De Ceremoniis

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Constantine VII Porphyrogenitus in a 945 carved ivory.

De Ceremoniis aulae byzantinae (also spelled cærimoniis or cerimoniis) is the Latin title of a book of ceremonial protocol at the court of the Byzantine emperor in Constantinople. Its Greek title is often cited as "Εκθεσις της βασιλείου τάξεως[1] ("Explanation of the Order of the Palace") or Περί τῆς Βασιλείου Τάξεως ("On the Order of the Palace").

It was written by, or produced for, Emperor Constantine VII (913-959), probably around 956-959, and was partially revised or updated under Nikephoros II (963-969), perhaps under the supervision of Basil Lekapenos, the imperial parakoimomenos.[2]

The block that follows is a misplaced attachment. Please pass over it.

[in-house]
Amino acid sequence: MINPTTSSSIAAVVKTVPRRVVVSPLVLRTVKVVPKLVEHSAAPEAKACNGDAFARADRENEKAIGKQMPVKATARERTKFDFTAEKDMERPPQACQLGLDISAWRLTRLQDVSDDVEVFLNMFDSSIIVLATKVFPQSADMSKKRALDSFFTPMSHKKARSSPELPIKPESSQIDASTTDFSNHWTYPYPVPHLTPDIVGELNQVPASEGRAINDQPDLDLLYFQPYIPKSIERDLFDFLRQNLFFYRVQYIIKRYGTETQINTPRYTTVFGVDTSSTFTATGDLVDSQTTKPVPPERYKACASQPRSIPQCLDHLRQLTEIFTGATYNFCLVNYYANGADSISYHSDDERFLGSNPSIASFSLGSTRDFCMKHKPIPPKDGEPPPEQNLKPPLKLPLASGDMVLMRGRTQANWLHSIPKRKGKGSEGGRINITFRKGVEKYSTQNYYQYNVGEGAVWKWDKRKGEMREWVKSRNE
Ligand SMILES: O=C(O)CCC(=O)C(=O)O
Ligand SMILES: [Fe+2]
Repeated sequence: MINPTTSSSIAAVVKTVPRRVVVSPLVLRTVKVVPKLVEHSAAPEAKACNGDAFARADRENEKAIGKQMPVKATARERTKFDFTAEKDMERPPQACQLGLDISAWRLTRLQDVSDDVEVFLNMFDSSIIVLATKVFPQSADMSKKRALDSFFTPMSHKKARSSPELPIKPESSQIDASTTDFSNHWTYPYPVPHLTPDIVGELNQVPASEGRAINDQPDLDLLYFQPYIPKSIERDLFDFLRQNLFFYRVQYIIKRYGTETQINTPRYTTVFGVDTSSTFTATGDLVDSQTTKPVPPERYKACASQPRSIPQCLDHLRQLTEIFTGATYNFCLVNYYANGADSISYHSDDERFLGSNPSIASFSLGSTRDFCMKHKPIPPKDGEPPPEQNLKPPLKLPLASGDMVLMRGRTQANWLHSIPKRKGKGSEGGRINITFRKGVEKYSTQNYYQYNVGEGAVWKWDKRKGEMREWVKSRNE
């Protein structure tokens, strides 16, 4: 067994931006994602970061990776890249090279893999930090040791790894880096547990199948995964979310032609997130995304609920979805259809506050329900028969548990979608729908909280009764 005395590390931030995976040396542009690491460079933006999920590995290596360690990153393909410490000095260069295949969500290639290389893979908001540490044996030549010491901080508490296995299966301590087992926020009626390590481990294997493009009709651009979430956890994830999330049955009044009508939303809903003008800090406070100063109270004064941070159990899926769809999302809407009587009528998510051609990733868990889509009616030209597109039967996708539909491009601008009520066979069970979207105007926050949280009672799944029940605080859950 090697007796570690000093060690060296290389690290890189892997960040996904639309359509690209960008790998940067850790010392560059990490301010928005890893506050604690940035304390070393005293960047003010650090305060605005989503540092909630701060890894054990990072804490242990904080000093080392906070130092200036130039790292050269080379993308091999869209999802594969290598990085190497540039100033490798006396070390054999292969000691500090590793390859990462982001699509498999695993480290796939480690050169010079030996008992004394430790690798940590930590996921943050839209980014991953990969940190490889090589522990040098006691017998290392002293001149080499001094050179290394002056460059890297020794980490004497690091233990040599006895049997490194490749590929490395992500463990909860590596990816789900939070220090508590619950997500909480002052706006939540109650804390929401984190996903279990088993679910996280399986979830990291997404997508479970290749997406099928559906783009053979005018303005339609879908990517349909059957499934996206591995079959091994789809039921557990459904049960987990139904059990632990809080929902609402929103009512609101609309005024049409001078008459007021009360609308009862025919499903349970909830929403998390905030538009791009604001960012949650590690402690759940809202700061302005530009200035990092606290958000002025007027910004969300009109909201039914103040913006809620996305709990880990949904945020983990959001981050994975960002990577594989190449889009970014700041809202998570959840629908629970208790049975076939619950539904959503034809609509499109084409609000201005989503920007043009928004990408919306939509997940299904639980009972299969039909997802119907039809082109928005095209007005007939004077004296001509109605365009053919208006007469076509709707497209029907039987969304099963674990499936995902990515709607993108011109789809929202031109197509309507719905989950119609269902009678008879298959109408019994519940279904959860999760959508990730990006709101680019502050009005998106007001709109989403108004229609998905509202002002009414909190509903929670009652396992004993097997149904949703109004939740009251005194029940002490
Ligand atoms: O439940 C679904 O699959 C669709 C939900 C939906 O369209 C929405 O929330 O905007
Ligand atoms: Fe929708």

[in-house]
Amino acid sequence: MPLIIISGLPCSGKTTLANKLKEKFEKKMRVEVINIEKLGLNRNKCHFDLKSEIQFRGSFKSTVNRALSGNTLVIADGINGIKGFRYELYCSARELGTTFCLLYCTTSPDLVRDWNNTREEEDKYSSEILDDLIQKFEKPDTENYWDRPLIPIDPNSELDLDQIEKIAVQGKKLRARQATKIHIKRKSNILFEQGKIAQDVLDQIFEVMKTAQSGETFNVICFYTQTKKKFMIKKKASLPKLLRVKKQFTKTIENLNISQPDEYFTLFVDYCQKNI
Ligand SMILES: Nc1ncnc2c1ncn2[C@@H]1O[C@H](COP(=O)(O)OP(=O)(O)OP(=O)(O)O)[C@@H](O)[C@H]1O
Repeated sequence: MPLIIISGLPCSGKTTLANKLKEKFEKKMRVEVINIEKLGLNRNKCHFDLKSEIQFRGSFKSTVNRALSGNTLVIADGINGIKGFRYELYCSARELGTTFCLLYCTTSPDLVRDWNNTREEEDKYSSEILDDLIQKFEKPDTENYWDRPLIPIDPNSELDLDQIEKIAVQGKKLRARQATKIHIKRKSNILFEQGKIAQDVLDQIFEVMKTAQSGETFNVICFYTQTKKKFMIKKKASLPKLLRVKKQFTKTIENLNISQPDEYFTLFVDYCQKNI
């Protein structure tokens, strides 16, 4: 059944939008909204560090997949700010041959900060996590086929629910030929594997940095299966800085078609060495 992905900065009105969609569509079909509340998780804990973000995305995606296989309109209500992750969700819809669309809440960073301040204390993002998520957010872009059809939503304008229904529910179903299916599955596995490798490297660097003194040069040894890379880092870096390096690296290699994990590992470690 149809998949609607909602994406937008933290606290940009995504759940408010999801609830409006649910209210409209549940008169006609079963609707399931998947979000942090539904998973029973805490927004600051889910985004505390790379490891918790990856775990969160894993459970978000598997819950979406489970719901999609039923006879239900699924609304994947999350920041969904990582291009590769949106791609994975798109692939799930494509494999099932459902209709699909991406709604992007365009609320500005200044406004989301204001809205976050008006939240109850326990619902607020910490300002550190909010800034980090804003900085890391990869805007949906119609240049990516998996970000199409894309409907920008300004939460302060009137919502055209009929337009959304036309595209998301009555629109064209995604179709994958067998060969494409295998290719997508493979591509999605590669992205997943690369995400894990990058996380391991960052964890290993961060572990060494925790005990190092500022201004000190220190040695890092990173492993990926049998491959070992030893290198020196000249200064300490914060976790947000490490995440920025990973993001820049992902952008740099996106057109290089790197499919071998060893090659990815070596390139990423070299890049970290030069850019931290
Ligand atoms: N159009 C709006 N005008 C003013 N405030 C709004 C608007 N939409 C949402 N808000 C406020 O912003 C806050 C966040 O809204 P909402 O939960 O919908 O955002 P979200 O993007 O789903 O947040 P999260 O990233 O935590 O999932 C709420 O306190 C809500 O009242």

One of the book's appendices is the Three Treatises on Imperial Military Expeditions, a war manual written by Constantine VII for his son and successor, Romanos II.


  1. ^ This hypothetical title, based on a passage in the preface, is used in J.J. Reiske's 1829 edition.
  2. ^ "De Ceremoniis" in The Oxford Dictionary of Byzantium, Oxford University Press, New York & Oxford, 1991, p. 595. ISBN 0195046528

Further reading[edit]

  • Full translation 'The Book of Ceremonies' (accompanied by the Greek text) in two volumes by Ann Moffatt and Maxene Tall, Canberra 2012 (Byzantina Australiensia 18).

External links[edit]